Arturo Benedetti Michelangeli (1920-1995) and his Ferraris - not only an immortal Chopinist

Arturo Benedetti Michelangeli (1920-1995)
There is little need for me to introduce Arturo Benedetti Michelangeli, one of the greatest pianists and musicians of all time. 

I have been listening to a remarkable live recording of a concert he gave in Warsaw in 1955. His Bach/Busoni Chaconne from the Partita in D minor No.2 BWV 1004 is surely one of the greatest ever recorded. Michelangeli's  knowledge and command of the piano as an instrument was unequaled, permitting his soul and ours to take unhindered flight. His total identification with the music, his majestic 'Olympian' and 'Apollonian' playing has often been described as 'unearthly' even to the point of bordering on the cold classicism of a perfect Athenian statue.

I once heard him play Debussy and Beethoven many years ago in the Royal Festival Hall in London, performing on two distinct Steinway concert grand pianos, one for each composer, individually tuned and prepared by himself. His hearing was acute. Dressed totally in black - dark, poetic, possessed, cadaverous and brilliant - occasionally dabbing his brow with a black silk pocket square. I was with the conductor of the great Hallé orchestra of Manchester, Sir Mark Elder, and we were both astounded at this memorable musical occasion, deeply etched into memory.

These character traits made him curiously and uniquely gifted in his penetration of those uniquely emotional, inaccessible aspects of Chopin, seldom engaged or touched by lesser mortals. His refined,  poetic recordings of the G minor Ballade, the F minor Fantasia or the B flat minor Scherzo are formidably expressive, replete with the untranslatable Polish emotion of żal in his inspired phrasing, nuance, rubato and glorious tone. The mazurkas are a kaleidoscope of shifting colour, intimacy, timbre, simplicity and rhythmic independence of the hands.The sensuality of the B flat minor Sonata, the affecting delineation of the Polish melancholy of death in the Marche funèbrethe deeply moving cantabile of  grieving reflection, the miraculous legato and the unsettling writhing of the disinherited mind in the contrapuntal web of the Presto.  

But his elegant musical genius is not what I wish to discuss in this reflection. What could  I possibly add to what has already been hyperbolically written by numerous critics far more gifted than I ?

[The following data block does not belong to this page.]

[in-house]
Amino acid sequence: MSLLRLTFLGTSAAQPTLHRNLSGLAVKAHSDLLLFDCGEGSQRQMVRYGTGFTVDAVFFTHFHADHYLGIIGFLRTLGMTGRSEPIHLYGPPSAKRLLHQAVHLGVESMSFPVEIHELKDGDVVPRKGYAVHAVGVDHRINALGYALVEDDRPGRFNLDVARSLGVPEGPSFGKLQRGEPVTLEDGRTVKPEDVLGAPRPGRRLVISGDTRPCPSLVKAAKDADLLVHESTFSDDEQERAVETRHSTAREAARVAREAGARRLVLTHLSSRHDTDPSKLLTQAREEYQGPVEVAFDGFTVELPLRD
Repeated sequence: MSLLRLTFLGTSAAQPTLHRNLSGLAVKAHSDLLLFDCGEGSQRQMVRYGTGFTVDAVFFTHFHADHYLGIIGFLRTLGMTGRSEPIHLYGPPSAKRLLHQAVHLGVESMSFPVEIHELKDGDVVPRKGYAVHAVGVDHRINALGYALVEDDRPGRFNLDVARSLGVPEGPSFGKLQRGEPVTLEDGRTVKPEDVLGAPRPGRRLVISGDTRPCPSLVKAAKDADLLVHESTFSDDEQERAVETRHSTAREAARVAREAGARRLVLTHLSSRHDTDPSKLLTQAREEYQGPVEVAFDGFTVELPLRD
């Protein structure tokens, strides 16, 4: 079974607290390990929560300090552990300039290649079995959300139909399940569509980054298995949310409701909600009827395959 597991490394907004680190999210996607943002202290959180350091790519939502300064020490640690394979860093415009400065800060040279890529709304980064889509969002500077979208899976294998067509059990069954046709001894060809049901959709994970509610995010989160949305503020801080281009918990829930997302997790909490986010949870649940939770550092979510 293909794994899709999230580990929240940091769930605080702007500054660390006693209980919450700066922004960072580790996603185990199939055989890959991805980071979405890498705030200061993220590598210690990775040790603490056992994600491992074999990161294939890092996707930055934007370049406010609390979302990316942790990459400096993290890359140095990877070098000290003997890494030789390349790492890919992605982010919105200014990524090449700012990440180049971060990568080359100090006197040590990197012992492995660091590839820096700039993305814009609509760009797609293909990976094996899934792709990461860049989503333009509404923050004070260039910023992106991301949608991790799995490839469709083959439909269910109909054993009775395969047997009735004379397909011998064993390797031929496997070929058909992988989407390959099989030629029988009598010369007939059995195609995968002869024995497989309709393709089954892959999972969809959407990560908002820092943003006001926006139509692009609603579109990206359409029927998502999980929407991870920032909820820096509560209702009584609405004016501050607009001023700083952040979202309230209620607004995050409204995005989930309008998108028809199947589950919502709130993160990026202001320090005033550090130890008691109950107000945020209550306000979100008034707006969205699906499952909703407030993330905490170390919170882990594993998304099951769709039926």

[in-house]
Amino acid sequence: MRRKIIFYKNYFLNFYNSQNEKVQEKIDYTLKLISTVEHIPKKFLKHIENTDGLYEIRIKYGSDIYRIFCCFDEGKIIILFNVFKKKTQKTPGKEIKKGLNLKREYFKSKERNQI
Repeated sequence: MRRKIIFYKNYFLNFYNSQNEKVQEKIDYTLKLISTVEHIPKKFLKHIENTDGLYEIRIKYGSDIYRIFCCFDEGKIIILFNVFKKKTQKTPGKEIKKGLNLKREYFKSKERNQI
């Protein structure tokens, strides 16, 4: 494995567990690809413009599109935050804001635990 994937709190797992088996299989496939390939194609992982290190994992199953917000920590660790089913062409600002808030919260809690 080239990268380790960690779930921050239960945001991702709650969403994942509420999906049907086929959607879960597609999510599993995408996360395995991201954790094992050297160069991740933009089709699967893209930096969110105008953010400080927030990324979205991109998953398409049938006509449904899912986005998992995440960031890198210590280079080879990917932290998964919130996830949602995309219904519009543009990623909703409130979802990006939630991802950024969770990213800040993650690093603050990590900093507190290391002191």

Many of you will know my fascination with classic cars, an obsession that runs alongside my musical life-blood. Many great musicians and artists have been equally fascinated, as human beings often are, by speed, inspired design and distinguished, fast motor cars. Michelangeli was one, the great German conductor Herbert von Karajan was another. He used to drive home in exceptional Porsches so fast that farmers brought in their animals lest they stray onto the road. The artist Andy Warhol was  fascinated by Rolls-Royce. François Cevert, the French Formula 1 team-mate of the champion driver Jackie Stewart, was also a classically trained concert pianist who played Beethoven sonatas in his paddock caravan before Formula 1 races and the French writer Albert Camus was tragically and absurdly killed in a Facel Vega in 1960. Even Bruce (Xiaoyu) Liu, winner of the most recent International Chopin Competition in Warsaw is a champion go-cart driver and dreams of taking up Formula 1.

Michelangeli was born in Brescia. He assures us his family was of 'Slavic' Croatian ancestry. This was the Italian town where the immortal road race known as the  Mille Miglia originated in 1927 and was last run in 1957. In many ways it had been inspired by the far older classic Targa Florio. He studied to be a doctor but abandoned this career for music. He was a pilot in the Italian Air Force during WW II and loved flying. His association with Brescia and fast cars would have made a Mille Miglia fascination and addiction almost inevitable. It is rumoured he may have taken some part in the April 1953 race in a Fiat Parisotto 750 Sport. Many legends abound around such escapades .... 

These discoveries gave me extraordinary excitement, enhancing the image of an immortal pianist who had also been a pilot and shared my passion for rare, fast cars. I seem to have inherited this trait from my great-uncle, the Australian concert pianist Edward Cahill (1885-1975). He owned an Alvis Speed 20 and later in life, during WW II, drove a Type 57 Bugatti around Lac Léman (Lake Geneva) after charity concerts for interned troops and international exiles. In his biography I had written:

Eddie had one curious interest seemingly at odds with being a classical musician. He was interested in motor racing, had even done a little in Australia and arranged to visit the Brooklands circuit over Easter. He felt a connection between the two forms of risk- taking – one with Liszt at the limits of the keyboard concertizing and the other at the 'ten-tenths' limits of a fast car on a race track. The adrenalin rush that resulted from the proximity of an accident, of danger, stimulated his rather neurotic temperament. A moth attracted to the flame. (The Pocket Paderewski - Michael Moran , Melbourne 2016) pp.73-74

In her remarkably detailed book on the artist Michelangeli written by his pupil the Polish pianist Lidia Kozubek, (Arturo Benedetti Michelangeli as I knew him - Peter Lang GmbH, Frankfurt am Main, 2011) we learn much of his personal characteristics apart from his sublime pianism and musicality. Although one of the highest-paid pianists, he lived rather a frugal life of great generosity and often gave to charitable causes. You really should read it for a fuller more balanced picture of this extraordinary man.

Kozubek quotes the Italian author and journalist Grazia Livi who writes in Epoca :